This is rich. Robert Mueller now says that if he turns over evidence to the lawyers of defendants he has charged with crimes, the documents might find their way to foreign intelligence services. Mueller is right, especially when the defendants are Russians with close ties to Vladimir Putin and the Russian government.
The problem is of Mueller’s creation. When he indicted three business entities and 13 individuals in February, he knew it was unlikely they would ever show up in the United States to face trial. The indictments were nice window dressing because they had to do with actual Russian meddling in the 2016 election, unlike the rest of the investigation.
The only problem is that one of the defendants, a firm called Concord Management and Consulting LLC, called Mueller’s bluff in April and had its American attorneys show up to enter a not guilty plea. That makes Concord a … Read More ➡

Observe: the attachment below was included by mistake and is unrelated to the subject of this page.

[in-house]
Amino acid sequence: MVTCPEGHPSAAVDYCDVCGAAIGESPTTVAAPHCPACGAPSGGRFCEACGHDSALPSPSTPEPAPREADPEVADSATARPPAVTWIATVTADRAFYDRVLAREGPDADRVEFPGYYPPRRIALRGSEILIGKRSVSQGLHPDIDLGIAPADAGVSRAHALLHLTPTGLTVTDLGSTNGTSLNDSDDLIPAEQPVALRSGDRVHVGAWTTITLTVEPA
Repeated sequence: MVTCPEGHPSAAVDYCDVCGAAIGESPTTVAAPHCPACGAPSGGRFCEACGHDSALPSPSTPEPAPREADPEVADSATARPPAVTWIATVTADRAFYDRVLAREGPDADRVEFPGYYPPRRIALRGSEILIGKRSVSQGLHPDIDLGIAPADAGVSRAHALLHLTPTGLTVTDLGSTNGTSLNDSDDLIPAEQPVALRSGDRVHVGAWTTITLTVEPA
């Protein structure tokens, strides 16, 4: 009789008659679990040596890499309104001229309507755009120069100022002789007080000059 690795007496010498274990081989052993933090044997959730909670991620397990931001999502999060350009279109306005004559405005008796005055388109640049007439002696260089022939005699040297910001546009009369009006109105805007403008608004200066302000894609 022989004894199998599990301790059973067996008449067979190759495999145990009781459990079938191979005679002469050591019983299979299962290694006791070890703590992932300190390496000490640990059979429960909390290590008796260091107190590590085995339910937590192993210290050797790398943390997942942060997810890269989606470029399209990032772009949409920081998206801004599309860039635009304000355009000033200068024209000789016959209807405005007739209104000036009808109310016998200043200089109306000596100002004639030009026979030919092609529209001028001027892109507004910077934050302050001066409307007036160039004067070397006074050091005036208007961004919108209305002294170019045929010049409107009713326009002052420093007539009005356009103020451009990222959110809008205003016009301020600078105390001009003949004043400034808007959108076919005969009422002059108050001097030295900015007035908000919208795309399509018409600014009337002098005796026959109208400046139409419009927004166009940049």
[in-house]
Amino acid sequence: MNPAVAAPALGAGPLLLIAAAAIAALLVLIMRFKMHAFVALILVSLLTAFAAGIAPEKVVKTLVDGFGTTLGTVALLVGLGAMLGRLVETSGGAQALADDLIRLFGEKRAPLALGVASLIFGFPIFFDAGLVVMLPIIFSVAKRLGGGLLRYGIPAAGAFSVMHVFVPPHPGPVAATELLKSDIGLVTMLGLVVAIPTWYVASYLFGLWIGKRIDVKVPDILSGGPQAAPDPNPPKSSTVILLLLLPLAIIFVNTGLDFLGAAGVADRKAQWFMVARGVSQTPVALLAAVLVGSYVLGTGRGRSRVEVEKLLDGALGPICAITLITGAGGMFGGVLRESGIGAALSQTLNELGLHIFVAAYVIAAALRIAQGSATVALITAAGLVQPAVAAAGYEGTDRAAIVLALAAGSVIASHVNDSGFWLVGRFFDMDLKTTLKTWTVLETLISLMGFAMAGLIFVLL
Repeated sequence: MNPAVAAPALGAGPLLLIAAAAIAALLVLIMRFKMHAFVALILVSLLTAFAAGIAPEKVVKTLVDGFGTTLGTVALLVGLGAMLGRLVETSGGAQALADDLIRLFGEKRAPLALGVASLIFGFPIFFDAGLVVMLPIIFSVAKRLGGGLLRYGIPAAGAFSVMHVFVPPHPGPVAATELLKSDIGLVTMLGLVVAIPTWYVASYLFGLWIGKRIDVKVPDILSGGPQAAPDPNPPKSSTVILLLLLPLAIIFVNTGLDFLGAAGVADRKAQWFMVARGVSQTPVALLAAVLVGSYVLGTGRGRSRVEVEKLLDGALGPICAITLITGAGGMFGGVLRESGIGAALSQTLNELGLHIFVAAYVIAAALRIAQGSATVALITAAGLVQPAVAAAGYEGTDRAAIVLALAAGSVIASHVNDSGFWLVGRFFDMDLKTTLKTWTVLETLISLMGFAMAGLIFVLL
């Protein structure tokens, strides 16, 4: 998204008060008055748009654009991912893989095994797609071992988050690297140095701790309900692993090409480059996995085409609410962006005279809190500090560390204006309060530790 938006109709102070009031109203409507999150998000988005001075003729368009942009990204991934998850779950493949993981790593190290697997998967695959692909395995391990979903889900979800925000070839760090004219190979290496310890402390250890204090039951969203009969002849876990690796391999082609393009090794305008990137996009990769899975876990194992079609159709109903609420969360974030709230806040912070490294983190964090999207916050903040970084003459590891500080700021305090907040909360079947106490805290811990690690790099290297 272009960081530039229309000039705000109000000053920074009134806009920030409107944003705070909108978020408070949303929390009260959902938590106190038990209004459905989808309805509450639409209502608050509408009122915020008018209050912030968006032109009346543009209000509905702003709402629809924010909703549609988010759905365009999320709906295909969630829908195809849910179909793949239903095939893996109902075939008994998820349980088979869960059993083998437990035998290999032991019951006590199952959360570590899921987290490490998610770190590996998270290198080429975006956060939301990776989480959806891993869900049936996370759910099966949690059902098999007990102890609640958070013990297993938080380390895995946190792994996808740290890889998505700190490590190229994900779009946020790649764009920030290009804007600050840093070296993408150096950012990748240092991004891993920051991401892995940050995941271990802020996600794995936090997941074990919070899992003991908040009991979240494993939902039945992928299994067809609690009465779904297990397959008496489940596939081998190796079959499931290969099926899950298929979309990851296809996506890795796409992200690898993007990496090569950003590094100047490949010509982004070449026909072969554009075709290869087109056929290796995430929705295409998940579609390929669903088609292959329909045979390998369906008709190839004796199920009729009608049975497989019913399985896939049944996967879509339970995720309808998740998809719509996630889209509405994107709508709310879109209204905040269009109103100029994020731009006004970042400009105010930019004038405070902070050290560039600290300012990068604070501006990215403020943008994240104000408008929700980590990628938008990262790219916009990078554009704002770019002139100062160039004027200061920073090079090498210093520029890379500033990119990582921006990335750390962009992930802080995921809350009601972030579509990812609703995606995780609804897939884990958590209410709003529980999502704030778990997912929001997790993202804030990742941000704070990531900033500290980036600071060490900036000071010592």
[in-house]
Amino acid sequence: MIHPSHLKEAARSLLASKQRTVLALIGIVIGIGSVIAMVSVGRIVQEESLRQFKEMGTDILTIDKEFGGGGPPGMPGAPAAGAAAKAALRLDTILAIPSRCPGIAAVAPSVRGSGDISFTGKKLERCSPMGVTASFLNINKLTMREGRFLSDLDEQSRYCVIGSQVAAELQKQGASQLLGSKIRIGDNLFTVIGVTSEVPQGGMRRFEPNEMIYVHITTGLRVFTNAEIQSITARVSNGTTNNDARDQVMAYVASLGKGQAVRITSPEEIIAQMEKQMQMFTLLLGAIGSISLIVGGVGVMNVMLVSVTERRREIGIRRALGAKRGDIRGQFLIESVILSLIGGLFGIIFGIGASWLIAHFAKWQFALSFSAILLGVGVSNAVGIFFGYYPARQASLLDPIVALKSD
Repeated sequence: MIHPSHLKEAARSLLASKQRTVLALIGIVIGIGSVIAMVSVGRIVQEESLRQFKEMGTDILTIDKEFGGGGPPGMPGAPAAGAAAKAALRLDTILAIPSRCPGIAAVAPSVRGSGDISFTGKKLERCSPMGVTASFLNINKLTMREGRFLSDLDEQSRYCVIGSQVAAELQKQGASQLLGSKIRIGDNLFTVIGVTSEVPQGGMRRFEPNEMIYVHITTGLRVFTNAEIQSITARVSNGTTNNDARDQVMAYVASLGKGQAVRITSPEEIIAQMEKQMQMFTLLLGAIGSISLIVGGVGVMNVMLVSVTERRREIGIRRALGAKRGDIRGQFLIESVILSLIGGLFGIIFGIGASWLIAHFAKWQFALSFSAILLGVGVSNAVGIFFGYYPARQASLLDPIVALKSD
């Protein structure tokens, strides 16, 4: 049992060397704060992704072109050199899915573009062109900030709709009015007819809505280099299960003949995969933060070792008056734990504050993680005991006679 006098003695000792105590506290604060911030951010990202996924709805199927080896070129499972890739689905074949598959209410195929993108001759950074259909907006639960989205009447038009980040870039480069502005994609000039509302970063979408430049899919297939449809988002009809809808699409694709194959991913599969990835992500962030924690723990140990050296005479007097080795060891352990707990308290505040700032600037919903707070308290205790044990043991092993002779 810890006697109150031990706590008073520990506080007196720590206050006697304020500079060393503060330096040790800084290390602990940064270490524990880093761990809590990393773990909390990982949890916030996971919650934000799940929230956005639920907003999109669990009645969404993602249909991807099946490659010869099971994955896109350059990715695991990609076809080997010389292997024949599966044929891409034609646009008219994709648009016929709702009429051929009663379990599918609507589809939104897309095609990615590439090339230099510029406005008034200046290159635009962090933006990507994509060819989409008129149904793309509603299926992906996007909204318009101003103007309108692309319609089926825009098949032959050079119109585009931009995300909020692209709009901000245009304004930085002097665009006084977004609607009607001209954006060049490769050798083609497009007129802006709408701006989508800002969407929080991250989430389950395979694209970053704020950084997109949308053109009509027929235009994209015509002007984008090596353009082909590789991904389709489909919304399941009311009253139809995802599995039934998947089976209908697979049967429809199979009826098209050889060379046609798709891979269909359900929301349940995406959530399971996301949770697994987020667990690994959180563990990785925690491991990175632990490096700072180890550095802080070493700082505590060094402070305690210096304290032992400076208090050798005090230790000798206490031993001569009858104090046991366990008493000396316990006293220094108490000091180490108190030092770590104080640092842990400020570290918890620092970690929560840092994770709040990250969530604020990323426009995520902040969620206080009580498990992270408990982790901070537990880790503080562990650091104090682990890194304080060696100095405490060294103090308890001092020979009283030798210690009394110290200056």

Sometimes ulterior motives aren’t that hard to figure out. In the case of former FBI Director Robert Mueller, appointed last May as independent special counsel by the Justice Department to probe alleged Russian government meddling in the 2016 presidential election, the end game has become clear: Impeach President Donald Trump.
Much of the focus now is on the Senate Judiciary Committee, chaired by Charles Grassley, R-Iowa, determined to give Mueller and his staff a vote of confidence. “It would be suicide” for Trump to fire Mueller, noted Sen. Grassley, who, despite objections from Senate Majority Leader Mitch McConnell, seeks a committee vote this week on a bill to protect Mueller’s job. Actually, it might be suicidal for Trump not to fire Mueller.
The accusations that certain unnamed Russian officials conspired with Trump and his top campaign aides to steal the 2016 election isn’t going away anytime soon. That’s the way … Read More ➡